Traditional Banks

  • First Republic Eagle Gold. The interest rates are great, but this option is not for everyone. Fixed rates range from 1.95% – 4.45% APR. You need to visit a branch and open a checking account (which has a $3,500 minimum balance to avoid fees). Branches are located in San Francisco, Palo Alto, Los Angeles, Santa Barbara, Newport Beach, San Diego, Portland (Oregon), Boston, Palm Beach (Florida), Greenwich or New York City. Loans must be $60,000 – $300,000. First Republic wants to recruit their future high net worth clients with this product.
  • Wells Fargo: As a traditional lender, Wells Fargo will look at credit score and debt burden. They offer both fixed and variable loans, with variable rates starting at 3.75% and fixed rates starting at 3.99%. You would likely get much lower interest rates from some of the new Silicon Valley lenders or the credit unions.

Credit Unions

  • Alliant Credit Union: Anyone can join this credit union. Interest rates start as low as 3.75% APR. You can borrow up to $100,000 for up to 25 years.
  • Eastman Credit Union: Credit union membership is restricted (see eligibility here). Fixed rates start at 6.50% and go up to 8% APR.
  • Navy Federal Credit Union: This credit union offers limited membership. For men and women who serve (or have served), the credit union can offer excellent rates and specialized underwriting. Variable interest rates start at 4.81% and fixed rates start at 4.29%.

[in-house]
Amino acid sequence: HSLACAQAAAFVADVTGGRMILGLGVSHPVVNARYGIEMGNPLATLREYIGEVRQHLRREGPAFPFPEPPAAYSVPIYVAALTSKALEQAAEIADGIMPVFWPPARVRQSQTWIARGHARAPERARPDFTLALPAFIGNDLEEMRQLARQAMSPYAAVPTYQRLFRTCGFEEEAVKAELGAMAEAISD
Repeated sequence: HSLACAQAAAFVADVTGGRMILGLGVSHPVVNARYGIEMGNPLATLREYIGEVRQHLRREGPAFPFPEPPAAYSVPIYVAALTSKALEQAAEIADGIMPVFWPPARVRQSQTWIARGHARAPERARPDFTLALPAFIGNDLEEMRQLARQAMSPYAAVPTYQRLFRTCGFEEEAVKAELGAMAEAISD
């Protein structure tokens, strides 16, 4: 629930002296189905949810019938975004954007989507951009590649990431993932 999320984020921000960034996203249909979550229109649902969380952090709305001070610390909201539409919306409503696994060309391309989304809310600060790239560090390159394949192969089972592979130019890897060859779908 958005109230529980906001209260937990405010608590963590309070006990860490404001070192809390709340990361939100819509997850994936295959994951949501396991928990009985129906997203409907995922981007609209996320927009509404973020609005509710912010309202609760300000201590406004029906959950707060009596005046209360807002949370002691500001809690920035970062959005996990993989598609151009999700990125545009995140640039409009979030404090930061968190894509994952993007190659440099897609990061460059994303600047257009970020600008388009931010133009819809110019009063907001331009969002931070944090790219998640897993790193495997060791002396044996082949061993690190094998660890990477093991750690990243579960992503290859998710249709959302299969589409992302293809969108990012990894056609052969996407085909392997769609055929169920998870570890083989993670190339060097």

• Thrivent: Partnered with Thrivent Federal Credit Union, Thrivent Student Loan Resources offers variable rates starting at 4.00% APR and fixed rates starting at 3.99% APR. It is important to note that in order to qualify for refinancing through Thrivent, you must be a member of the Thrivent Federal Credit Union. If not already a member, borrowers can apply for membership during the student refinance application process.
  • UW Credit Union: This credit union has limited membership (you can find out who can join here, but you had better be in Wisconsin). You can borrow from $5,000 to $150,000 and rates start as low as 4.05% (variable) and 3.99% APR (fixed).

Online Lending Institutions

  • Education Loan Finance:This is a student loan refinancing option that is offered through SouthEast Bank. They have competitive rates with variable rates ranging from 2.80% – 6.01% APR and fixed rates ranging from 3.29% – 6.69% APR.